- The American Hospital Association (AHA) reported on December 16 that a finalized rule for the prior proposal to test new models for prescription drug payments under Medicare Part B has been scrapped. The Centers for Medicare & Medicaid Services (CMS) considered comments from stakeholders and decided to not pursue the changes to prescription drug payments under Medicare Part B.
While the proposal was meant to reduce the costs associated with continually rising prescription drugs and many stakeholders including AHA support the idea of cutting these costs, the potential changes the model would cause on prescribing habits of physicians and hospital staff brought concerns.
“After considering comments, CMS will not finalize the Medicare Part B Drug Payment Model during this Administration,” a CMS spokesperson told the American Hospital Association News. “The proposal was intended to test whether alternative drug payment structures would improve the quality of patient care and the value of Medicare drug spending. While there was a great deal of support from some, a number of stakeholders expressed strong concerns about the Model.”
“The complexity of the issues and the limited time available led to the decision not to finalize the rule at this time,” the CMS spokesperson said.
One example of a stakeholder that opposed these changes to Medicare Part B comes from the Community Oncology Alliance (COA). The organization claimed that the proposed rule could harm patient safety by changing the way physicians and oncologists assign prescription drugs. The argument involves the transformation in clinical decision-making the proposal would create without a strong understanding of medication prescription methods in the oncology space.
On the other side of the argument, Medicare Rights Center President Joe Baker testified in front of CMS earlier this year on behalf of his organization’s support for the proposed changes to Medicare Part B drug prescribing. Baker claimed that the new proposal would help Medicare beneficiaries gain greater access to prescribed medicine.
In particular, the high costs associated with prescription drugs make it more difficult for seniors to afford out-of-pocket costs for their medication. Baker explained that the new CMS models for Medicare Part B drug prescription would reduce these burdens. Baker continued to describe that the payment model would bring payment incentives that required doctors to assign medication based on “the individual needs of patients.”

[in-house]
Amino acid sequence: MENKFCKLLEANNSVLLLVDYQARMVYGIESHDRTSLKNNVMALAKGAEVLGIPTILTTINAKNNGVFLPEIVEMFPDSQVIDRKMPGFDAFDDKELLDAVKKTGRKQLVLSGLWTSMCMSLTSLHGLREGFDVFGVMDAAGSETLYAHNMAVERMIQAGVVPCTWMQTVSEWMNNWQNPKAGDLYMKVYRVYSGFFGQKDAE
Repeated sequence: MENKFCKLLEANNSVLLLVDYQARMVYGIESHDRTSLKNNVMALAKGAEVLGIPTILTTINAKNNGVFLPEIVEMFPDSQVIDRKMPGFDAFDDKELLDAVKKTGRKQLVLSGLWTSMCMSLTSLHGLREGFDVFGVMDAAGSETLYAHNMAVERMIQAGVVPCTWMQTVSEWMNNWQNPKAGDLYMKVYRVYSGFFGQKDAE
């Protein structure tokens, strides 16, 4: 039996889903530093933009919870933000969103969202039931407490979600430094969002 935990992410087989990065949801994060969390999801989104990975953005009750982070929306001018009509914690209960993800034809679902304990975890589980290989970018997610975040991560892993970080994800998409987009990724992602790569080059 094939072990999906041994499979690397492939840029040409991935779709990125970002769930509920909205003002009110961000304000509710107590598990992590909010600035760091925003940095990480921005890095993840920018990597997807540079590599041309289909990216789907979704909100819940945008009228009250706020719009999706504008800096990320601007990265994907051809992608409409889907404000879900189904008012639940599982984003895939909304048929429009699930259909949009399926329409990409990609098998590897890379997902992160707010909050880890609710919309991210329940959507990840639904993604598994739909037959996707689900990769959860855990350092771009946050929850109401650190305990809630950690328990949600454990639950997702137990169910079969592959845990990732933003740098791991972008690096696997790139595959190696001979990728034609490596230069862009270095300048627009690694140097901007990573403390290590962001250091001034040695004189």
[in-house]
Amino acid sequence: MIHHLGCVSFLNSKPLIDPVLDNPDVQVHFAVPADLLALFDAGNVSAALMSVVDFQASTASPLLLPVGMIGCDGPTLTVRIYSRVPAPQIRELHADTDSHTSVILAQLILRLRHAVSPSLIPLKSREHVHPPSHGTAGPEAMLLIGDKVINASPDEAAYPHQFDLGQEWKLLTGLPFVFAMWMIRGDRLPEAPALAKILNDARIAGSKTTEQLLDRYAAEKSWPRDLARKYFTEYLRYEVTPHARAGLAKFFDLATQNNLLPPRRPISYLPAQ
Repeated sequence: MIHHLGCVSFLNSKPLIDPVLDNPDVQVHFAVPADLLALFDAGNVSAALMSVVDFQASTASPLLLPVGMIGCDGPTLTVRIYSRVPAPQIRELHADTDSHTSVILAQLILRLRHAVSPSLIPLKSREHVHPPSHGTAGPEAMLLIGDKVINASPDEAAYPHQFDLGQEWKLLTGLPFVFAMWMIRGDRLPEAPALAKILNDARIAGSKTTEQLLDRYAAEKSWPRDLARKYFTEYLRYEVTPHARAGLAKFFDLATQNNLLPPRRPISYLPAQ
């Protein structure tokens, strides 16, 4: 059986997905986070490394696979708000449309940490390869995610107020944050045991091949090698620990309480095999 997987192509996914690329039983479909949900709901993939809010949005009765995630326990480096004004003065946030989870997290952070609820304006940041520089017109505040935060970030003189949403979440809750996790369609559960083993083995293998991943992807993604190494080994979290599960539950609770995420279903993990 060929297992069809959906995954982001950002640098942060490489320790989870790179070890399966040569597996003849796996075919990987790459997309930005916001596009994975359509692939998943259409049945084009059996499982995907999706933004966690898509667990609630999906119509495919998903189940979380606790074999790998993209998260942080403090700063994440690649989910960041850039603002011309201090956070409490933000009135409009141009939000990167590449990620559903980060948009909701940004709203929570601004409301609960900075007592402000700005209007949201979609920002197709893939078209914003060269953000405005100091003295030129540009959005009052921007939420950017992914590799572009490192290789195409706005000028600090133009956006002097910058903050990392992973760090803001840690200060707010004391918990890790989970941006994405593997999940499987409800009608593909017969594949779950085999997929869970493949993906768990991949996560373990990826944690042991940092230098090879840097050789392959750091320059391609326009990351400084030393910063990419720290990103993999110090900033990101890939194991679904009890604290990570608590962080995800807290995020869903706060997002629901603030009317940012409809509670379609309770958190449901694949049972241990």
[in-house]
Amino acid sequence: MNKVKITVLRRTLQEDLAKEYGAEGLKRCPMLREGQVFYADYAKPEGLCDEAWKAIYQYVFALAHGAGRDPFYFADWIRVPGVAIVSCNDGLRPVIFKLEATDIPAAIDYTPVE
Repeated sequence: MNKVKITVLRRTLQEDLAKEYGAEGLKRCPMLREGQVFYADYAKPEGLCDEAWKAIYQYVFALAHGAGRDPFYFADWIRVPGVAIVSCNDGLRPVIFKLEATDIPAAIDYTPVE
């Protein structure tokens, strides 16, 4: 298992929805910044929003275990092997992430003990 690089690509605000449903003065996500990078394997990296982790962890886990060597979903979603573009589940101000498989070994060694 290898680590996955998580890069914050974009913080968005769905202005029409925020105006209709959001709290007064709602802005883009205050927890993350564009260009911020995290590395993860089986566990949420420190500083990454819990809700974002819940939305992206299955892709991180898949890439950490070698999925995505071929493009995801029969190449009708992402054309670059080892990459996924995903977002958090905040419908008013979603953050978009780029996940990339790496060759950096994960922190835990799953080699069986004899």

Democratic Leader Nancy Pelosi stated publically that, while the decision to not proceed with the proposed rule is for the best, the continually rising cost of prescription drugs needs to be addressed in a bipartisan manner.
“While the proposed Medicare Part B demonstration had admirable goals, our Members raised a number of concerns, and we are pleased the Center for Medicare and Medicaid Innovation has decided not to move forward,” Pelosi said. “Prescription drug costs represent the largest factor driving rising health care costs in America today. Congress must come together in a bipartisan way to address the soaring costs of prescription drugs in a way that supports the search for cures while ensuring that patients can afford these treatments.”
The American College of Rheumatology also supports the decision to not proceed with changes to Medicare Part B drug prescribing, according to a press release. The problems for the American College of Rheumatology involve the lack of more affordable and clinically equivalent prescribed medication available for Medicare beneficiaries managing rheumatic diseases along with the risks to patient safety associated with switching to less effective therapies.
“We thank CMS for listening to the rheumatology community’s concerns about the negative and disproportionate impact this proposal would have on our Medicare patients living with rheumatic diseases by not moving forward with this Part B Demonstration Project,” said Dr. Sharad Lakhanpal, MBBS, MD, President of the ACR. “For older Americans living with painful and debilitating diseases like rheumatoid arthritis, lupus, spondyloarthritis, and psoriatic arthritis, safe access to biologic therapies is not an option but a necessity - which is why the ACR has been vocal in expressing our concerns about the unintended consequences of this proposal and its flawed cost-savings premise.”
“This positive outcome will help ensure Medicare beneficiaries living with rheumatic diseases are able to continue receiving the therapies they need to manage their chronic conditions and avoid pain and disability.”
The American Medical Group Association (AMGA) was also satisfied with the CMS decision to pull back from finalizing the proposed rule changing drug prescription guidelines for Medicare Part B.
“AMGA appreciates that the administration considered stakeholder feedback from AMGA and others and will not move forward with this proposal,” Donald W. Fisher, Ph.D., CAE, AMGA’s President and Chief Executive Officer, said in a public statement. “AMGA supports the transition to value-based payment and looks forward to working with the current and incoming administration on building a healthcare system that truly rewards quality of care, reduces cost, and advances population health.”